State Rep. James DeSana introduced the articles along with co-sponsors Neil Friske, R, 107th District; Joseph Fox, R-101st District; Rachelle Smit, R-43rd District; Matt Maddock, R-51st District; Steve Carra, R-36th District; Josh Schriver, R-66th District; and Angela Rigas, R-79th District, according to the Gateway Pundit.
DeSana authored three articles of impeachment in his resolution, claiming Nessel violated her constitutional oath of office.
“[Nessel] has failed to charge individuals responsible for ‘clearly fraudulent’ voter registration applications uncovered in a joint investigation involving her office in October 2020,” the first article explained.
The news of a statewide illegal voter-registration ring broke in August.
An investigative report into the matter landed on the desk of voter integrity activist Phil O’Halloran in October 2020—a month before the election—in the coastal town of Muskegon, according to the Gateway Pundit.
Despite the fact that the report came out of the local police department and contained official evidence of fraudulent activity among voting officials, Nessel and Secretary of State Jocelyn Benson reportedly neglected to make the results of the investigation public.
According to Rep. Ann Bollin, chair of the House Election Integrity Committee, voting clerks and other officials within the Michigan State Legislature never received word to be on the lookout for fabricated voter registration forms.
The guilty party never faced charges for their proven crimes.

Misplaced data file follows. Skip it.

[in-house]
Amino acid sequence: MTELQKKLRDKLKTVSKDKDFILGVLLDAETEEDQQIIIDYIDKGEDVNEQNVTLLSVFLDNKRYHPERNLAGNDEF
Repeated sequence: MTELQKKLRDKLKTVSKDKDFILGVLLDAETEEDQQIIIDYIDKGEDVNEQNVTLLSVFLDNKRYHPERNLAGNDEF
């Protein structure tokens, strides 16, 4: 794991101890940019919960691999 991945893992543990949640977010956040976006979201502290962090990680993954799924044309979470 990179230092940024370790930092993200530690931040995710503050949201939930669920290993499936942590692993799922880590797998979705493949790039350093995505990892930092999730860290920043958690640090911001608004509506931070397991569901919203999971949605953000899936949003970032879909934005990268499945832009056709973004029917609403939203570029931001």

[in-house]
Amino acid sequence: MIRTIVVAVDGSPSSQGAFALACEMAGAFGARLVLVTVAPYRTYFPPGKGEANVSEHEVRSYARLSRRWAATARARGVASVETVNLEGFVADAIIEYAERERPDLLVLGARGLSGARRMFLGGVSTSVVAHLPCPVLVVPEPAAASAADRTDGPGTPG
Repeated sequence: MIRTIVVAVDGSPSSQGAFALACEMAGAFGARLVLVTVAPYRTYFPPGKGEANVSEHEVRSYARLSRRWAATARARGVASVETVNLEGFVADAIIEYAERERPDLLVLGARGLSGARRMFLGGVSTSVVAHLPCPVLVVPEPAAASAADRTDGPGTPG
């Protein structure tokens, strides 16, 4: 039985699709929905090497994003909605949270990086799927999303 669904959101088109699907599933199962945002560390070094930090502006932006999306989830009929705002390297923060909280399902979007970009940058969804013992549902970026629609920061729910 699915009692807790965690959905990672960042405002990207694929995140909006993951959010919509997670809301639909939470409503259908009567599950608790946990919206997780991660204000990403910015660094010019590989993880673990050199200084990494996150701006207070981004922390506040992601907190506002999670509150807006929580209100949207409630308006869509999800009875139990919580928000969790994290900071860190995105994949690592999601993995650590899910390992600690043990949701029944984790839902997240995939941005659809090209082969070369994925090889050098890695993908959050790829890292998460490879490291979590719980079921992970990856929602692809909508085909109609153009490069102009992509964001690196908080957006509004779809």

The second article addressed the “malicious prosecution of the 16 Michigan Republican Electors,” who cast electoral votes for former President Donald Trump in the 2020 election.
Nessel charged each of the 16 alternate electors with eight felonies each.
All but two of the electors were senior citizens, and many of them lived on fixed incomes. If charged, they will all face life sentences for submitting their alternate electoral votes for Trump after they knew he had lost.
Finally, article three concerned a personal conflict of interest on Nessel’s part.
The AG allegedly used her powerful government seat to help Traci Kornak—a friend, personal injury lawyer, a former member of her 2018 transition team and Michigan Democratic Party treasurer—out of a sticky legal situation last year.
Kornak was accused by the director of a West Michigan nursing home of using an elderly client with brain damage to bill an insurance company for almost $50,000 under false pretenses.
After the accusation, the AG’s office opened an investigation into Kornak despite numerous ethical violations.
Scott Teter, director of the Michigan AG’s Financial Crimes Division, voiced his concerns about the very apparent conflict of interest.
“Because the suspect in this matter assisted with Attorney General Nessel’s transition into office, I believe it would create the appearance of impropriety for AG Nessel to access information about this investigation,” Teter wrote.
“Specifically, if the Department of Attorney General declined to seek charges against the suspect, it might appear that the professional relationship between Attorney General Nessel and Traci Kornak had influenced the investigation.”
Teter requested the establishment of a conflict wall, preventing Nessel from accessing information about the case.
Nessel completely disregarded the wall and received several reports on the case.
Nessel, one of Michigan’s infamous “three witches,” has a history of no-holds-barred leftist agenda, vowing never to enforce a Michigan pro-life law and forcing Christian adoption centers to allow LGBT couples to adopt children.